Core Electronics Forum

Motor or brake to choose


'Hello to all.' I have a project in development where I am looking to make an electric fishing rod. I am looking for the electric part (brake or motor) to make resistance against the fish so that it tires it. What I am looking for is that the shaft that picks up the line can rotate but with a force that I control. As I don't have much knowledge of motors, I wanted to ask if I could use a motor to make it resist, I'll explain with an example. The motor is picking up the line when suddenly a fish bites and makes the shaft turn in the other direction releasing the line. I would like that the motor by means of a signal sent by the microcontroller makes a torque so that it costs the fish. The second option I had thought of is to use an electromagnetic brake so that it only brakes according to a signal. I would like to know if there are motors that can generate torque without being damaged by turning in the opposite direction. Advice, links are helpful. Thanks to all.
3 Likes

Hi Alex
A motor will act like a generator when turned. The resistance to turning can be varied by changing a resistive load on it. This load can get quite hot. It may be a bit awkward and cumbersome for a fishing rod. Up to you regarding that. An electromagnetic brake would probably be more awkward and generate just as much heat. The same amount of energy to dissipate.
Cheers Bob

3 Likes

Hey Alex,

Welcome to the forum!!

As Bob mentioned the power generated from the motor has to go somewhere. In this case, could you use something pre-made such as a bike’s disk brake? With a lever, they are pretty easy to actuate and handle a portion of the heat dissipation themselves from the large surface area.
Putting a motor with an encoder on the end will give you feedback and allow for power to be applied to the reel. I think a way to open the circuit across the motor and close it somehow would be essential to cast the line as well, or a clutch. A relay might be handy!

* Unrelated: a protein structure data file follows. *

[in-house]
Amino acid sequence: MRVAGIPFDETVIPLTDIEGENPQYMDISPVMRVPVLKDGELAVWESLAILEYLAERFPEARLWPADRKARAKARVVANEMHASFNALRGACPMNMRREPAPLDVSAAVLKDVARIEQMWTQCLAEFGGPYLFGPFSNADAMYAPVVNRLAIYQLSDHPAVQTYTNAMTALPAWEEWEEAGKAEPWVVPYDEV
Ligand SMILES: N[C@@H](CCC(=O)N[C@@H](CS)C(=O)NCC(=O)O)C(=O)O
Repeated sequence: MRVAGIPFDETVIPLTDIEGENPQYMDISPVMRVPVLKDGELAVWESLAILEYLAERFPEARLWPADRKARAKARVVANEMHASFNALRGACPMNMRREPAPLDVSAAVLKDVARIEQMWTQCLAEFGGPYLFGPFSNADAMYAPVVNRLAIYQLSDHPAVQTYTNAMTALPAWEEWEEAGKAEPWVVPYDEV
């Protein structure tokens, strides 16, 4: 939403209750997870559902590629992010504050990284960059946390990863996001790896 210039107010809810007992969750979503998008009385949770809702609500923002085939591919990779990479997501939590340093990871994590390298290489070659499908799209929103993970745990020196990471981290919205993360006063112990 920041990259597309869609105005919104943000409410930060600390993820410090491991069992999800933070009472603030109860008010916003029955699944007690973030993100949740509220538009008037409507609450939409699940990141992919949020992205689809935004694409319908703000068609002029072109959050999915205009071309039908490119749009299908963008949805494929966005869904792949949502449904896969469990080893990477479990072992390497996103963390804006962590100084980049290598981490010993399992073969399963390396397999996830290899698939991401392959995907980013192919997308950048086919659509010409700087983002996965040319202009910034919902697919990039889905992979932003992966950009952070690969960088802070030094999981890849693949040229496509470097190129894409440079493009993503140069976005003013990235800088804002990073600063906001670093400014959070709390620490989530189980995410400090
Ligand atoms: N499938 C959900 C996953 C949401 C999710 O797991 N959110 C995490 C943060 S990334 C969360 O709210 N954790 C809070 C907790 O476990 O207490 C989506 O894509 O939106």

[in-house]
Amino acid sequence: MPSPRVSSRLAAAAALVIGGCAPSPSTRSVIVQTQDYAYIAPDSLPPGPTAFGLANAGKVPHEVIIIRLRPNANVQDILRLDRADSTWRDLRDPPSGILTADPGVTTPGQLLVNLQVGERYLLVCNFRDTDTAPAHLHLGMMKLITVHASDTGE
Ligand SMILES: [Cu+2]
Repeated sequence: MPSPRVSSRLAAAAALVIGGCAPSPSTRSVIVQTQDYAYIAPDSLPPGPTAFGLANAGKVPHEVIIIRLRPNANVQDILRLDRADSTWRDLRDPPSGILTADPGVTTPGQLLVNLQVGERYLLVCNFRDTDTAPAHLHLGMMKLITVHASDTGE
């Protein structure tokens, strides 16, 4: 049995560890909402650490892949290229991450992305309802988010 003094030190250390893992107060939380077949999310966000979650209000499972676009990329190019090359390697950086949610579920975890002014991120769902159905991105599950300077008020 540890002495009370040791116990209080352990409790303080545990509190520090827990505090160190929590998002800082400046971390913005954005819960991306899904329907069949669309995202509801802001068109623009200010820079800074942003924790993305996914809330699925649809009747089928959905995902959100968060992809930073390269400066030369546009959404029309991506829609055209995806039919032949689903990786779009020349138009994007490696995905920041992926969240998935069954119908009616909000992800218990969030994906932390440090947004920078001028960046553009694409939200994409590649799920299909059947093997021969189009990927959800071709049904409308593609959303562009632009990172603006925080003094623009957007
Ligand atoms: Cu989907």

I’m keen to see what you come up with!
Liam.

1 Like

Hi Alex
Been having a couple of thoughts re this.
Scenario: Line has been cast. Motor reeling line and lure in. Fish bites. Now to stop the line reeling in the fish has to overcome the motor torque and the motor stalls. This will draw a large amount of current from the motor supply with a possible motor burn out.

Before this happens you need to sense the sudden increase in current and switch off supply to the motor. The motor should now be free to turn and become a generator. Load can be applied by connecting a resistor (variable ???) across the motor. As the motor is now rotating in the reverse direction the generated voltage will be opposite in polarity to the supply voltage. By using a suitable diode in series with the load resistor and connecting diode cathode to motor positive and the resistor to motor negative this load can be left in place across the motor and will only come into play when the motor is turned in the opposite direction.

Power can be removed from the motor by using a Mosfet connected as a low side switch and activated by any sensing circuitry used. Or a relay if more convenient. Whatever is used has to latch or you will have a rapid switching on and off of motor power as the current goes off and back on.
Cheers Bob

3 Likes

First I would like to thank Bob and Liam for responding.
I would like to get your opinion on using an electromagnetic brake for braking, I would use it to reduce the turning speed. Can anyone enlighten me on the torque (mN), how much would be advisable for fish between 1 to 5 kg?
The objective will be to brake to tire the fish but without braking at all, this as you have commented may cause overheating no?

2 Likes

Hi Alex

I am no fisherman but as I understand it different fish have different power in their swimming action so good luck with that.

Good luck with that one too. Can’t quite get my head around what you are getting at here. I have always been taught that you get nothing for nothing. This applies to anything. So you can’t slow the line down without some sort of effort. This translates to energy. This energy has to be dissipated somewhere and is usually in the form of heat.

I did not say OVERheating. I said whatever you do to stop or slow that line is going to produce some heat whether it be a load resistor on a generator or brake pad material. The term “overheating” is pretty relative. What may be overheat to one may be normal to another. With electronic bits it is usual to try to keep things below about 50ºC although some things are rated far above this. Some quick tests used to be roughly if it boils or fries your spit it is probably getting too hot otherwise OK.
Cheers Bob

1 Like